AKA Cox, Upper Byrds Creek and Woodland Plot
Township, Richland County, Wisconsin
Tales The Tombstones
Tell - Republican Observer - February 14, 1957
Also located in the town of Richwood is what is
known as the Wright cemetery, located on section 24. It is on land,
owned back in the long ago, by L. J. Wright, who donated the land for
burial purposes. It is located north of the village of Byrds Creek,
some two miles a bit east of the school house which has "Byrds Creek
School" painted upon it. This burying ground is located perhaps 300
feet from the road and cannot be seen from the highway as it stands
upon a hillside and is quite hidden from view. It is enclosed by a wire
fence, part of which has been knocked down.
Years ago a church stood near the site. It was a U.
B. church and now there are no signs of it except a few stones that may
have been a part of the foundation.
I. J. Wright, who donated the land for the cemetery,
settled in Richwood in 1855 where he purchased 300 acres of land. He
took part in the Civil War and became a second lieutenant. He sold his
farm and moved to Muscoda, later to Tennessee and then back to Muscoda.
He was ordained as United Brethren minister, serving for some
time as a circuit preacher. He no doubt organized the little church
which was located near the cemetery which bears his name.
One of his sons was Dr. J. C. Wright, born March 19,
1859 in Richwood, attended the country schools, the Muscoda high school
and Rush Medical College in Chicago, from which he graduated in 1882.
He began the practice of medicine at Excelsior and continued there for
many years, moving to Antigo where he remained until his death. Dr.
Wright was well known in Richland county.
In this cemetery is buried William T. Wright,
another son of I. J. Wright. He was born March 11, 1848, and passed
away in April 1871. When the G.A.R. post at Excelsior was organized in
1882 it was named William Wright Post No. 51, and, according to the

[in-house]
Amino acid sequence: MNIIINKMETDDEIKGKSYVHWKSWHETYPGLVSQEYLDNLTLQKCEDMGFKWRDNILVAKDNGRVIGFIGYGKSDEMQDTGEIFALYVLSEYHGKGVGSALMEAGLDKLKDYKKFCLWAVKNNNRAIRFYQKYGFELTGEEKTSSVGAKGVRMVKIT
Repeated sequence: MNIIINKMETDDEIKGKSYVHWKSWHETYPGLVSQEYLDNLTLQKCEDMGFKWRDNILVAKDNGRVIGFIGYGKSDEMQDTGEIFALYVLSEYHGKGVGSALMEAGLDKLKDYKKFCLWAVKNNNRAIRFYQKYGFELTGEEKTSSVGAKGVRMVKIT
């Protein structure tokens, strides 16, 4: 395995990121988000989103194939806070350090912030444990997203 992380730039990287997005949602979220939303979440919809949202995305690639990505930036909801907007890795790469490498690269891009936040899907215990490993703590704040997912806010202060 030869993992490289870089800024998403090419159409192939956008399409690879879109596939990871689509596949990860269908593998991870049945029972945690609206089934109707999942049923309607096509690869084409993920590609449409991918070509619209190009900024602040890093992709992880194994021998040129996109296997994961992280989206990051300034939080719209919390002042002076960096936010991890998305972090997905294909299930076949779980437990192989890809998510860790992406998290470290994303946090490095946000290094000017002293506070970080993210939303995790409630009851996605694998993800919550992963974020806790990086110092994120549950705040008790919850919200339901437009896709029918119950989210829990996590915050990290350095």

county history, had a membership of 53. Regarding him we now quote from
the county history: "William Wright, the gallant young soldier in whose
honor the was name, was a son of I. J. Wright, and was born in Ohio. He
came to Wisconsin with his parents and assisted in tilling the soil.
When the Civil War broke out he enlisted in Co. B, 25th regiment and
served until mustered out of service. Returning home he attended school
at Sextonville. He was united in marriage with Mary Barnes, and engaged
in farming until his death. Mr. Wright was a whole souled, good hearted
fellow, surrounded by a wide circle of friends. His name was chosen for
the name of Post 51, at the suggestion of Edward Dosch, who was his
'chum' in early days."
When the post was organized Edward Dosch was
chosen as adjutant.
Another Civil War veteran to be buried in this
cemetery is J. W. Austin, who was a member of Co. H, 5th Wisconsin
Infantry. He has a government marker for his headstone. Mr. Austin
enlisted June 15, 1861. He was wounded at Rappahannock Station and also
at the battle of Cold Harbor. He was mustered out July 30, 1864. Co.
"H" was mostly made up of Richland county men and one of the captains
was Jeremiah J. Turner of Viola, who was killed in action May 3, 1863,
at Fredericksburg, Virginia.
Others who have gravestones in the Wright cemetery
are Joseph Cox and his wife Matilda. Mr. Cox died September 20, 1880,
at the age of 83. His wife was born in 1805 and died March 20, 1874, an
infant, John, son of W. and M. Wright, died in 1871 and a two year old
boy Paul H., son of A. and H. Shannon, died November 25, 1872. From the
dates upon the stones it can be learned that the Wright cemetery is an
old burying ground.
Back to This Cemetery's Main Page